Construction is a general term meaning the art and science to form objects, systems, or organizations, and comes from Latin constructio (from com- “together” and struere “to pile up”) and Old French construction. To construct is the verb: the act of building, and the noun is construction: how something is built, the nature of its structure.
In its most widely used context, construction covers the processes involved in delivering buildings, infrastructure, industrial facilities and associated activities through to the end of their life. It typically starts with planning, financing, and design, and continues until the asset is built and ready for use; construction also covers repairs and maintenance work, any works to expand, extend and improve the asset, and its eventual demolition, dismantling or decommissioning.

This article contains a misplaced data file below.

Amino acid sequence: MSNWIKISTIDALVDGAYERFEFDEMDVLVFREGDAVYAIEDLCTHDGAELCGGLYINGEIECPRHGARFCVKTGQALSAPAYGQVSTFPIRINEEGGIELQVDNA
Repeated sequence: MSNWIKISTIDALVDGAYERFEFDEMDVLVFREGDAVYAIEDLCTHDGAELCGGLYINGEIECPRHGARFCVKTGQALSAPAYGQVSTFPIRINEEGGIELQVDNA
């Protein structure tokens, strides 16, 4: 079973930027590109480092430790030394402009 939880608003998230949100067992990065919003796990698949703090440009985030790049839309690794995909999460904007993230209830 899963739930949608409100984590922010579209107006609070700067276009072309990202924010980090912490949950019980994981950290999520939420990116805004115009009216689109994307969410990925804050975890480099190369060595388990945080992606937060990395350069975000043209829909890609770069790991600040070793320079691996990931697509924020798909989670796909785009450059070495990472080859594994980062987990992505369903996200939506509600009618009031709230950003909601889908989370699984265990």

The construction industry contributes significantly to many countries’ gross domestic products (GDP). Global expenditure on construction activities was about $4 trillion in 2012. Today, expenditure on the construction industry exceeds $11 trillion a year, equivalent to about 13 percent of global GDP. This spending was forecast to rise to around $14.8 trillion in 2030.
Although the construction industry promotes economic development and brings many non-monetary benefits to many countries, it is one of the most hazardous industries. For example, about 20% (1,061) of US industry fatalities in 2019 happened in construction.